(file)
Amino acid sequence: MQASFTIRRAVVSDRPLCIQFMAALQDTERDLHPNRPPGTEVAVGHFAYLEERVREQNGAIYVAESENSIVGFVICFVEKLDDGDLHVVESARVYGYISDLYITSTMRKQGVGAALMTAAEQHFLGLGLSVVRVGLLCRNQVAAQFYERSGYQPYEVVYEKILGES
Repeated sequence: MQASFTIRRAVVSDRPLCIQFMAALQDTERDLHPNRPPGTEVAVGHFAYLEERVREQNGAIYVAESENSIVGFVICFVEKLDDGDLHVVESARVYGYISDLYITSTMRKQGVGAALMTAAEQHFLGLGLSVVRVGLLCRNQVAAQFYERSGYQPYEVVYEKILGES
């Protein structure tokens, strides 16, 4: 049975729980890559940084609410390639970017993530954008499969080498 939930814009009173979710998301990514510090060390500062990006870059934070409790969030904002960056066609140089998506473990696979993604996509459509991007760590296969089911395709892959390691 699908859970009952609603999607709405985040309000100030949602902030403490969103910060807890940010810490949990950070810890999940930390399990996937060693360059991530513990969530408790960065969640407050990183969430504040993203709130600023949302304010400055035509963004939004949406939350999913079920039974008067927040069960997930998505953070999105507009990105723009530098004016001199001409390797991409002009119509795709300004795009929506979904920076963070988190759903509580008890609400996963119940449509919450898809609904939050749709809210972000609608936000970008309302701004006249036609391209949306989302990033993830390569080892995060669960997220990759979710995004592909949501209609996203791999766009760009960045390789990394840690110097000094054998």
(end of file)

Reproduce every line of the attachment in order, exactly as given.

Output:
Amino acid sequence: MQASFTIRRAVVSDRPLCIQFMAALQDTERDLHPNRPPGTEVAVGHFAYLEERVREQNGAIYVAESENSIVGFVICFVEKLDDGDLHVVESARVYGYISDLYITSTMRKQGVGAALMTAAEQHFLGLGLSVVRVGLLCRNQVAAQFYERSGYQPYEVVYEKILGES
Repeated sequence: MQASFTIRRAVVSDRPLCIQFMAALQDTERDLHPNRPPGTEVAVGHFAYLEERVREQNGAIYVAESENSIVGFVICFVEKLDDGDLHVVESARVYGYISDLYITSTMRKQGVGAALMTAAEQHFLGLGLSVVRVGLLCRNQVAAQFYERSGYQPYEVVYEKILGES
């Protein structure tokens, strides 16, 4: 049975729980890559940084609410390639970017993530954008499969080498 939930814009009173979710998301990514510090060390500062990006870059934070409790969030904002960056066609140089998506473990696979993604996509459509991007760590296969089911395709892959390691 699908859970009952609603999607709405985040309000100030949602902030403490969103910060807890940010810490949990950070810890999940930390399990996937060693360059991530513990969530408790960065969640407050990183969430504040993203709130600023949302304010400055035509963004939004949406939350999913079920039974008067927040069960997930998505953070999105507009990105723009530098004016001199001409390797991409002009119509795709300004795009929506979904920076963070988190759903509580008890609400996963119940449509919450898809609904939050749709809210972000609608936000970008309302701004006249036609391209949306989302990033993830390569080892995060669960997220990759979710995004592909949501209609996203791999766009760009960045390789990394840690110097000094054998």